Bland Alley from Goetz Alley, looking over Yukon Street to Ziegler Park and Old SCPA

Ziegler Park

A view of Ziegler Park from E 14th St (Courtesy of Travis Estell)

About C. Huelsman

"Stuck in the middle of this, don't know if I'm gonna make it" summarizes my internal composition at most points along my personal timeline. Sometimes, more than a little skin must be shed, in order to ensure resilience toward life's perils and mediocrity. This is where things get good.

8 comments on “Response to litter and urination at Ziegler Park, Goetz Alley on horizon

  1. Nate Wessel
    May 15, 2013

    I have some pretty strongly mixed feelings about this…

    I walk through/past this park almost every day. It’s never been the cleanest certainly, but I’ve also never seen a park that is so consistently full of people. If there’s a time of day that people aren’t having cookouts on that one little grill, I have not witnessed it. I mean seriously, that whole pavilion has no grass for at least ten feet around it because it’s such a popular hangout. As the weather’s been getting nicer, I’ve easily seen more than 150 people at once in that little park and on the courts across the street.

    …so it’s not totally clear to me what Mr. Pacella means when he says the City is working to make the park ‘more inviting’. Seems like people like it just fine the way it is!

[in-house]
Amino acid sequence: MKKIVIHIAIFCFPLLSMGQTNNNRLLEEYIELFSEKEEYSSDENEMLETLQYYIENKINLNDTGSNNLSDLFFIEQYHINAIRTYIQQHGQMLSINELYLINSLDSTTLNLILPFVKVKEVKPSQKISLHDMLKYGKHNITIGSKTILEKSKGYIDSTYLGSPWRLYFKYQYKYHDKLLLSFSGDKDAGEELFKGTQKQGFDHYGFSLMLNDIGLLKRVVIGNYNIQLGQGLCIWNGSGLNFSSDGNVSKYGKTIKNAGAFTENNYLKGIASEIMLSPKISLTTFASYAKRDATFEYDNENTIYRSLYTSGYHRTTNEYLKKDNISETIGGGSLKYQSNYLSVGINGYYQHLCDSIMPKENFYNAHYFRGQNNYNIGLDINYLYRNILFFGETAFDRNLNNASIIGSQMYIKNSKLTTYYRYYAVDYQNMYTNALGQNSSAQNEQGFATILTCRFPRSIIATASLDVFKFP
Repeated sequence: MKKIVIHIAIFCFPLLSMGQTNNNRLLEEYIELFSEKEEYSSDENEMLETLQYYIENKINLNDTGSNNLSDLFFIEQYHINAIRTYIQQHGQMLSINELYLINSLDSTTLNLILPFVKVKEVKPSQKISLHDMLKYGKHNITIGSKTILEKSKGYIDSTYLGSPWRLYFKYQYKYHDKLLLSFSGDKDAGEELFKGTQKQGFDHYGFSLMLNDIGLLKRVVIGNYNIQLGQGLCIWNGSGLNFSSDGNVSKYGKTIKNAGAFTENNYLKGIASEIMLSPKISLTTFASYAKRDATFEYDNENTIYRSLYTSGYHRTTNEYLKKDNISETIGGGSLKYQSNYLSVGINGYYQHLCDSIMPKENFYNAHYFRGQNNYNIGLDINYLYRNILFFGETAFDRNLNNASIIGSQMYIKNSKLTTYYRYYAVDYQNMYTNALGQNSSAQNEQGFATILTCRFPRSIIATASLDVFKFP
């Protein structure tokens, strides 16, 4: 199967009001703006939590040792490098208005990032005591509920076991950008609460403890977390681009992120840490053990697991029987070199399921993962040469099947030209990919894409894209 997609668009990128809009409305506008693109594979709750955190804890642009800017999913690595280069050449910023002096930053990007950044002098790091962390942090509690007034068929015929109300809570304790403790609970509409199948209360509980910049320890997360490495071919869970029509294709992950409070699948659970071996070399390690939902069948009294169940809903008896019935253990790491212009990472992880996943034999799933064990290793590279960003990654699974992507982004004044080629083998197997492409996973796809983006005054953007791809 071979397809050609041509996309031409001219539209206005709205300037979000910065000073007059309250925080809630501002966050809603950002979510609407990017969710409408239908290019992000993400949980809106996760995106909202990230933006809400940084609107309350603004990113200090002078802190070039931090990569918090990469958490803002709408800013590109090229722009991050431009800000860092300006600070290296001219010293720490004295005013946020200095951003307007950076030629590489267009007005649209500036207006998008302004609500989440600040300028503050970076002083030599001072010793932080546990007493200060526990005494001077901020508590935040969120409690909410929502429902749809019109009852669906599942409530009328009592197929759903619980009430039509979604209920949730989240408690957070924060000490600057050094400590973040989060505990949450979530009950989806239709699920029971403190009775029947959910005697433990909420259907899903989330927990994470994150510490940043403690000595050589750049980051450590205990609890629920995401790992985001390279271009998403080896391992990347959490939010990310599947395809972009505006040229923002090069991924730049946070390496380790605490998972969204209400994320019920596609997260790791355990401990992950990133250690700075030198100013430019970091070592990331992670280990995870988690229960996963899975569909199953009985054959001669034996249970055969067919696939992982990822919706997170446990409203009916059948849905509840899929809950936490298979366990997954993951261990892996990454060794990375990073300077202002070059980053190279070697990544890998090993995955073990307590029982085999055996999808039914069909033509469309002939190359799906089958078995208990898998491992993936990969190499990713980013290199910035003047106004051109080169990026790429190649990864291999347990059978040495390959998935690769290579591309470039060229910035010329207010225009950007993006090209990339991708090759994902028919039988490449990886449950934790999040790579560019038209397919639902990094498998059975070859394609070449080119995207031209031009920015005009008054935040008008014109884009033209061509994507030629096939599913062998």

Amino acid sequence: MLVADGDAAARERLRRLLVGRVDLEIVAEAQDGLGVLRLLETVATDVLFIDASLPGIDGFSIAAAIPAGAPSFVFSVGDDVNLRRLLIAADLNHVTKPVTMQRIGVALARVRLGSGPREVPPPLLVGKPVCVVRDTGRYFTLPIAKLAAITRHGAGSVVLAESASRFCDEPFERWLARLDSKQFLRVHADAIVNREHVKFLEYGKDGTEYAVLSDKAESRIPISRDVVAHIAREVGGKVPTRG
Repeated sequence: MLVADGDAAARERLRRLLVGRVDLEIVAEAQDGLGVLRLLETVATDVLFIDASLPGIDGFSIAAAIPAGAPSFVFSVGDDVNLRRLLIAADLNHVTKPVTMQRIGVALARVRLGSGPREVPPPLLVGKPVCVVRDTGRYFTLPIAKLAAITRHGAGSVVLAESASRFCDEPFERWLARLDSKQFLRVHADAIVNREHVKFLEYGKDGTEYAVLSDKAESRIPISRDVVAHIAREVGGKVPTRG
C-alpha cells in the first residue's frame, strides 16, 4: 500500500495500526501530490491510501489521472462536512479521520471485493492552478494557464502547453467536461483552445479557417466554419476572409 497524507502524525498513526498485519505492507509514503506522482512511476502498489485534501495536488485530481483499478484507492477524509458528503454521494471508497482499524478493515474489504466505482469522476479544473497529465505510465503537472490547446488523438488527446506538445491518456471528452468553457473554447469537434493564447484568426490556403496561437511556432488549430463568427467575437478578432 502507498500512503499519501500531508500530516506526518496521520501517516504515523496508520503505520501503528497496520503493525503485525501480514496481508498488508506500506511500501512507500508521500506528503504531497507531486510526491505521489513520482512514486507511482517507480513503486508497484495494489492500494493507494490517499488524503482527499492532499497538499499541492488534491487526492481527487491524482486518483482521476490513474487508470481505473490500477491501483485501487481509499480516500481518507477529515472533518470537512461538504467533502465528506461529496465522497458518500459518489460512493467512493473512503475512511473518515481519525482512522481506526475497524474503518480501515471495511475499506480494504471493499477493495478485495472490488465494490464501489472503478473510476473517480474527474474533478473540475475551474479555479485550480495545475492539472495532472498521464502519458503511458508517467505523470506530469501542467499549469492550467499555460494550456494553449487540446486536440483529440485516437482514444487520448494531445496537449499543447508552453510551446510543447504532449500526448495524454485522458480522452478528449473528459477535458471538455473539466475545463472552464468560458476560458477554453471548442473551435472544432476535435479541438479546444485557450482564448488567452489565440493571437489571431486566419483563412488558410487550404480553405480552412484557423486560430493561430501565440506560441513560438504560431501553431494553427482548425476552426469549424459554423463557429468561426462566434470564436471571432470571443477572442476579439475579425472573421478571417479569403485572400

Except I do know exactly what he’s talking about. I only wish I were naive enough not to. Everyone who hangs out in that park is poor and black and that makes it a less ‘welcoming’ place for white people with money(who are increasingly invested in OTR) to linger. I’ve never personally spent time in the park, only passed through it, primarily because it’s full of people who I don’t have much in common with. Mind though, I do certainly enjoy sometimes on a nice day just being in the company of so many people as I pass through a grillout and a basketball game or whatever else is going on. The park is consistently the busiest place I see day to day and it’s nice to be reminded that I’m in a city….this is why I go to NYC a couple times a year. I want to be near so many people just to get a high off the buzz of humanity.

    But back to the park!

    For me personally, as a young white guy with more money than he probably ought to have, it just doesn’t feel like my park. And that’s fine. I don’t feel unwelcome. I’d prefer there were less litter, and I’m sure everyone would be better off if there were a little less of that going on…but removing benches and a sitting wall??

    That’s just explicitly trying to get rid of the people themselves! Other parts of the city are trying to get more benches and seating to attract people! Fountain square spends millions on bringing in bands and even selling drinks to do just that. Clifton is glowing with pride over their new little pocket square on Ludlow. What could a defensible justification possibly be for a reversal of the general pro-pedestrian, pro-community-park policy in this case?